MESTER DE CLERECIA
 


 
    1.-  Towards the middle of the 13th century, the first forms of cultivated Spanish poetry written in the Romance language were documented. It was written by clergymen and follows medieval Latin models, with probable French influence. It was to survive throughout the following century. Its most characteristic verse is the "cuaderna vía", in alexandrine verses of 14 (seven plus seven) syllables.
 
   It is known as "mester de clerecía" (mester signifies ‘profession’ and comes from ministerium) and its themes are very varied.


Beginning of Book of Alexander

Beginning of the Life of St. Domingo de Silos

    The 13th century works include: a) historical, such as the Book of Alexander, about the life of Alexander the Great; b) religious, such as The Miracles of the Virgin Mary by Gonzalo de Berceo, first renowned Spanish poet and author of hagiographic works (lives of saints); c) epics, such as Poem of Fernán González; d) adventures, such as the Book of Apolonio; e) advice or knowledge, like Cato´s Examples, etc.
 
    2.-  There are poems from the 13th and early 14th centuries, written in verses different from the "cuaderna vía" which, although not considered "mester de clerecía", reflect their mentality to a certain extent. These are the poems of discussion, of which Reason to Love is highlighted, with its argument between wine and water, or Elena y María, in which two women defend their respective lovers: the priest and the knight.
 
Hagiographic poems, on which minstrels had influence to a greater or lesser degree, can be incorporated in another section, like Life of St. María Egipciaca or the Book of the Three Wise Men. Already in the 14th century, the Jew Sem Tob de Carrión drew up his Moral Proverbs.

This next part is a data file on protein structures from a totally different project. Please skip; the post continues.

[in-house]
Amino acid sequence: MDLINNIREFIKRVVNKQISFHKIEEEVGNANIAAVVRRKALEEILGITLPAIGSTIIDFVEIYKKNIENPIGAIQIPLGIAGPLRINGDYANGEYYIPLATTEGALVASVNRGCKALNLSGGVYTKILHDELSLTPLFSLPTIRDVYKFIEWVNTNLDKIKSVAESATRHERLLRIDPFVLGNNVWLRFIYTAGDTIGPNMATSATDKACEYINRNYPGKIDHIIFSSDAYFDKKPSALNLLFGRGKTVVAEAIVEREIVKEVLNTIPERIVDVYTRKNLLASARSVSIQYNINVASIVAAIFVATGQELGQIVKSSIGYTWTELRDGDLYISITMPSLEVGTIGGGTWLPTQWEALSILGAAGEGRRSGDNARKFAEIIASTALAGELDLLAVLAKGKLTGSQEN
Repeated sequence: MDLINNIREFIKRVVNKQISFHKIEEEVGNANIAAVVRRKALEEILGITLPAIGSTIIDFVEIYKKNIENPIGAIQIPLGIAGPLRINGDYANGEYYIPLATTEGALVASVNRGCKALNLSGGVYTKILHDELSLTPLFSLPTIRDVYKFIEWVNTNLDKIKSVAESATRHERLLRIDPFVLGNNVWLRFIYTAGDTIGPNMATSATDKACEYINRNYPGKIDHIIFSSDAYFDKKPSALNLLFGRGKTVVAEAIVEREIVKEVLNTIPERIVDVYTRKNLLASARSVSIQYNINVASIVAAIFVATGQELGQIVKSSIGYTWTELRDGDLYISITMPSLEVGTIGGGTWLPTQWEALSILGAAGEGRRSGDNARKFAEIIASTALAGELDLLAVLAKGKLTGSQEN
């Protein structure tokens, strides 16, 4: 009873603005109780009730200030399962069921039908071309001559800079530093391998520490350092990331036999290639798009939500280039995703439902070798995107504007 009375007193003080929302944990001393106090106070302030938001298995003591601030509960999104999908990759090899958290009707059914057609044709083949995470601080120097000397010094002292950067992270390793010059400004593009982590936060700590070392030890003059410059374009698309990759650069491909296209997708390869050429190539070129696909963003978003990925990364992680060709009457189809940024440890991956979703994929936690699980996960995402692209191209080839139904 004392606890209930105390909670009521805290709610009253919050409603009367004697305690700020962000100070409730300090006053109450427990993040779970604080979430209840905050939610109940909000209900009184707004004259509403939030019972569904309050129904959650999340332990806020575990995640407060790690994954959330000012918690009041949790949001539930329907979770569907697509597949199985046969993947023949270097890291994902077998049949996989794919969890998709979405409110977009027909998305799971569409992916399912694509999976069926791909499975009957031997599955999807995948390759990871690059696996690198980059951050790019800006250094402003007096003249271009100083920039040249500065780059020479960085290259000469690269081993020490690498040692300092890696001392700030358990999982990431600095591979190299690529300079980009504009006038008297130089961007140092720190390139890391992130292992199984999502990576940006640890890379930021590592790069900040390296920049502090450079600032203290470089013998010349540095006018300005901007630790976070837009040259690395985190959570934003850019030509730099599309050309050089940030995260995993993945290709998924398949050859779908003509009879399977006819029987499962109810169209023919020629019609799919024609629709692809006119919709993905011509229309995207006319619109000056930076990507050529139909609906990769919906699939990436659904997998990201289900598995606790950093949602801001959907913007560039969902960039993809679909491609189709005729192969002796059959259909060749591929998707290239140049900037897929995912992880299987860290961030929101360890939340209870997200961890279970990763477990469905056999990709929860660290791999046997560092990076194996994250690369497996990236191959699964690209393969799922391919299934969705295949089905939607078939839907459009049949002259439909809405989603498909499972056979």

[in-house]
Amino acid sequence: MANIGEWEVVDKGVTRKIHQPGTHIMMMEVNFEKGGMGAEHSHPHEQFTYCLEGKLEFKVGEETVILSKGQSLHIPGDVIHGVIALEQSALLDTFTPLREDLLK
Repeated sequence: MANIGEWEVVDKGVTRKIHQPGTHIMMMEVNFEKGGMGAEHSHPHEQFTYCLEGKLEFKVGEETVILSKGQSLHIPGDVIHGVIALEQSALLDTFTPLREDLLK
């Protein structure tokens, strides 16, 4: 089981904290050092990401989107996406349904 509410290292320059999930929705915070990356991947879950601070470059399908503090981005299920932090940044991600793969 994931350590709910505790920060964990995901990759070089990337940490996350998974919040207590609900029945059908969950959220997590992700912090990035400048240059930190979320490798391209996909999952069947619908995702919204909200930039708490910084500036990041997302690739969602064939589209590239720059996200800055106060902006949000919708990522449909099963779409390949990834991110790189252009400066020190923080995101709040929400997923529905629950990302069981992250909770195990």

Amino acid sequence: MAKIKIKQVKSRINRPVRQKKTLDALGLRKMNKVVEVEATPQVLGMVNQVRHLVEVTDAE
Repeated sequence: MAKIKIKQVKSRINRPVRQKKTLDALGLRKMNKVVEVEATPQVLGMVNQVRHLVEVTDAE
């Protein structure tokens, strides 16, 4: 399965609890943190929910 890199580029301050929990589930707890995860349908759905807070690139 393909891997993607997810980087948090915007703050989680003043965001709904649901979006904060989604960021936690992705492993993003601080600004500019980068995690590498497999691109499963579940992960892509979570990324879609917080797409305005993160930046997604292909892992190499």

Book of the Three
Wise Men


Manuscript S of the Book of Good Love
    3.-  In the 14th century, the "mester de clerecía" offered late although more mature examples of this genre.
 
   The masterpiece Book of Good Love, by Juan Ruiz, Arcipreste de Hita, stands out. This was edited in two different versions between 1330 and 1344. It is thought of as a collection of entertaining and fundamentally love poems, derived from the Latin poet Ovidio, short stories -"exempla"-, which have come from Ysopetes and a collection of medieval fables.

 
   The second masterpiece of this time is the Rhyming Book of the Palace, by chancellor Pedro López de Ayala. The book deals with religious and ethic causes, mixed with courtesan satire. He ends on a biblical note, in his exposure of Pope San Gregorio in his Book of Job.
 
   Other "mester de clerecía" works are the Book of the Misery of Omne, Poem of Yuçuf, written in "aljamiado" (Spanish written in Arabic characters), the Proverbs of King Solomon or the Life of St. Ildefonso.
 
    4.-  The priests colaborated in the main to these poems. Perhaps their acitivity was able to extend into the apparenly epic works, such as the Poem of Alfonso XI.

Burial of López de Ayala

D.Miguel Pérez Rosado.
Ph. D. in Hispanic Philology.